“Amazon said it had sold 114 ebooks for every 100 print books in the UK so far this year.”
That news comes from ZDnet and it’s very good news for content marketers. Here in the US, ebook sales topped print sales in May 0f 2011. But Kindle EU chief Jorrit Van der Meulen said that it took four years after the release of the Kindle to hit that mark in the US. It only took two years to get there in the UK.
What it means is that more and more people are ready to make the switch to digital assets and not just in books. Digital music has nearly replaced the CD. Digital movie downloads are now taking a bite out of the DVD market and when was the last time you bought a hard copy of a piece of software?
For authors and publishers, the digital revolution means you can get from concept to reader in a short period of time. No more print runs, no more warehousing or overstocks. It means a publisher can afford to put out a niche book and wait for sales because there’s no end to the shelf life. Make no mistake, the cost of producing an excellent ebook can be just as expensive as creating one in print, but that should change as we get more systems in place and people change their notion of acceptable price points.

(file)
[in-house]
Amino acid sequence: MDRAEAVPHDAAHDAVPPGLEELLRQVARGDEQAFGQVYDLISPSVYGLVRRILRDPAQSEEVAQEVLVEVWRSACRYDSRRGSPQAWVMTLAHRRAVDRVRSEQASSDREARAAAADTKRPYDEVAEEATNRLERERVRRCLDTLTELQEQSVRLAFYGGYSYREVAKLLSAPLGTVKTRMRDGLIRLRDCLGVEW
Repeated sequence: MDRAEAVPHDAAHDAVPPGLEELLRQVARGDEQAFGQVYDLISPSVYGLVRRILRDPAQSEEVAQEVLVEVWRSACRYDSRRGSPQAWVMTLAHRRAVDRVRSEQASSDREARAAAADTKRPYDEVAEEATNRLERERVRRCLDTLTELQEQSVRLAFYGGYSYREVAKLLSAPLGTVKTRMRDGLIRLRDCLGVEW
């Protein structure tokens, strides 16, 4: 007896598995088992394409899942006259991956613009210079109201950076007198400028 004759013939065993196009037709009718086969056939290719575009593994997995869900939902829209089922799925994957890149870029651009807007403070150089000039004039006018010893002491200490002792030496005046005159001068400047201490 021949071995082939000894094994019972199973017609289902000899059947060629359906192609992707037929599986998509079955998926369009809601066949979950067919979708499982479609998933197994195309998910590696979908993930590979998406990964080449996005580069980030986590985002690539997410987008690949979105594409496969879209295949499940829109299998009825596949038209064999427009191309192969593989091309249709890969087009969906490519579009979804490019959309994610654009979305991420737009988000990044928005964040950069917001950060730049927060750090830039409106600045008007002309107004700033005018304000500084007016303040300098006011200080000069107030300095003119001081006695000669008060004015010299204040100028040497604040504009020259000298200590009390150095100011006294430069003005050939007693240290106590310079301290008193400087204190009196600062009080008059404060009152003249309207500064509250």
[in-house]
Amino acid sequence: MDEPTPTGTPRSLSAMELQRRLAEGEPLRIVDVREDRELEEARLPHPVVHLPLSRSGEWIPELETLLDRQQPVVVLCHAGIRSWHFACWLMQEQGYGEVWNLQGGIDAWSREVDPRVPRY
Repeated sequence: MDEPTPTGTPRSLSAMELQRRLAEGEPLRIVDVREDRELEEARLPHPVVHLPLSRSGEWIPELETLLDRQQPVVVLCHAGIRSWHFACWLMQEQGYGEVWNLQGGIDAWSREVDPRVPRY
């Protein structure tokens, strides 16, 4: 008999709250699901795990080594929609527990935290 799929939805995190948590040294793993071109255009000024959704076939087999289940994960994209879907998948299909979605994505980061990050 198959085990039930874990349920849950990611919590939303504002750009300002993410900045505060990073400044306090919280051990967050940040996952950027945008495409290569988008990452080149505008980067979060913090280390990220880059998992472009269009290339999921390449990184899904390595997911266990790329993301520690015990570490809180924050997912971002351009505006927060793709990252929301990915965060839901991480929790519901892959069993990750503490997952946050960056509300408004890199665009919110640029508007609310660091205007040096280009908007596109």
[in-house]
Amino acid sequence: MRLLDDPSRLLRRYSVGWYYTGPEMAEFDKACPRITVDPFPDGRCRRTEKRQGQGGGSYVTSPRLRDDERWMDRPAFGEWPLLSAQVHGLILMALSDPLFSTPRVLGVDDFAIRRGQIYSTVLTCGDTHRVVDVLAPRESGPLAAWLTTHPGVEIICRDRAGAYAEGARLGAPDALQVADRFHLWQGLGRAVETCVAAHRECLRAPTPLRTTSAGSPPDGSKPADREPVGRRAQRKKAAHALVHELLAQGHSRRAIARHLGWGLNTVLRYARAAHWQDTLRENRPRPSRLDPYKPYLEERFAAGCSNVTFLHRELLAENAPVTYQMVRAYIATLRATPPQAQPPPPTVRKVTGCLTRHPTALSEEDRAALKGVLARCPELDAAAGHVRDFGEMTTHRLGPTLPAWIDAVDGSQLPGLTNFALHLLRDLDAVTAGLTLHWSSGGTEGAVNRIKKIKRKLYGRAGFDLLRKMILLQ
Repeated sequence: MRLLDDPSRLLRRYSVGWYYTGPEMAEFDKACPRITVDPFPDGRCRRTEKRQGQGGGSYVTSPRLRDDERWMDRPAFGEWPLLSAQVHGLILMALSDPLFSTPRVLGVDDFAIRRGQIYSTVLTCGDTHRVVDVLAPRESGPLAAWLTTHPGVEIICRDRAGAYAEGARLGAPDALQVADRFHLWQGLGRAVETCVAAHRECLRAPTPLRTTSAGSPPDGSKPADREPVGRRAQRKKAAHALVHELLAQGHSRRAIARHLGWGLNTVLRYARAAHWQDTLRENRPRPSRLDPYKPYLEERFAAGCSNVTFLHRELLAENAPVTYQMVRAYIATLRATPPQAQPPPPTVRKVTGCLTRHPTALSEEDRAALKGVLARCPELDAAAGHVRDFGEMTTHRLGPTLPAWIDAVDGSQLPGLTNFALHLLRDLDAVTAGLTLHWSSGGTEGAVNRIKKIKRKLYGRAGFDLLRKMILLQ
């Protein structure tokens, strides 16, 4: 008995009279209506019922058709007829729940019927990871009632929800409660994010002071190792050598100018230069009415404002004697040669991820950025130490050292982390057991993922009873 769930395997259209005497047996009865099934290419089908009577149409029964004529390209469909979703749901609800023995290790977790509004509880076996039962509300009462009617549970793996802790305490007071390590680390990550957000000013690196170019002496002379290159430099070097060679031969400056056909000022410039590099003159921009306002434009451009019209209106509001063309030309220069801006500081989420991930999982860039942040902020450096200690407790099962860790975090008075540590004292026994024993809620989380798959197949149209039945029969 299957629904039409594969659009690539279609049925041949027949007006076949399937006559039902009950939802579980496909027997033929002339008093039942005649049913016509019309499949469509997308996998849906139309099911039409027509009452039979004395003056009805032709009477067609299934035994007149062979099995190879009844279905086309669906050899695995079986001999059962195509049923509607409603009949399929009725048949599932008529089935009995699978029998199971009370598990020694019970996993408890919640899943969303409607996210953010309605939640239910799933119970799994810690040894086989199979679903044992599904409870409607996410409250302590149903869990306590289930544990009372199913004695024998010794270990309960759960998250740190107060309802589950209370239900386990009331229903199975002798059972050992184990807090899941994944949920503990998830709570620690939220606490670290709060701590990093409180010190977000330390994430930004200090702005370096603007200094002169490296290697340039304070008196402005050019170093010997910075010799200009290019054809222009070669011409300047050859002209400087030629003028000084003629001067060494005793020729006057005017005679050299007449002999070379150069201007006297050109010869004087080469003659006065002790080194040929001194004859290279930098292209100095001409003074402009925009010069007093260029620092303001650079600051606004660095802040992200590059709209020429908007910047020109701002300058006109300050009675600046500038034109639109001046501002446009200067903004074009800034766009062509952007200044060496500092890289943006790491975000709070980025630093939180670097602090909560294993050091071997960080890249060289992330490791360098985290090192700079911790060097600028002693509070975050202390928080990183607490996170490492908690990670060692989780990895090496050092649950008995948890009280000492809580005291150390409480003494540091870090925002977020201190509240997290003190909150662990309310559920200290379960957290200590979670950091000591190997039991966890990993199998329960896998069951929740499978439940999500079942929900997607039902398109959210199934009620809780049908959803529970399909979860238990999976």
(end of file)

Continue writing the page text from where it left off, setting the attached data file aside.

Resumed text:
But while ebook authors are climbing the profit ladder, newspaper publishers are still struggling. PaidContent.org created a chart showing the decline in UK newspaper subscriptions compared to the rise in online users. The tipping point was around November 2010. At that point, online crossed over subscriptions. Since then, subscriptions have continued to decline at a steady rate, while online reader growth is accelerating.
This sounds like good news, right?
Yes, and no. It’s good because, once again, it proves that online content is a valuable commodity. How valuable is the problem. The majority of newspapers have traded subscription dollars for free views online. They’ve attempted to capitalize on the traffic with online ad sales but still, they’re ending up in the red. Take a look at this chart posted by Reflections of a Newsosaur:
It’s looking bad for newspapers. But why? Why are we willing to spend $1.99 on a digital mystery novel but not on the daily news. You could say it’s because news is all over the web, so why pay for it? But by that token, there are plenty of free books available, too. People buy books because they want that author’s take on a story. Shouldn’t we be buying into newspapers for the same reason? Or are we long past the days where people looked forward to reading the work of a single columnist.
Books or newspapers, it’s all words, but while ebook authors are gaining fame and fortune, the well-respected journalist is becoming a thing of the past. As both an ebook author and a journalist, that makes me sad.
What do you think? Why are ebooks thriving (without ads) while newspapers can’t make a dime online?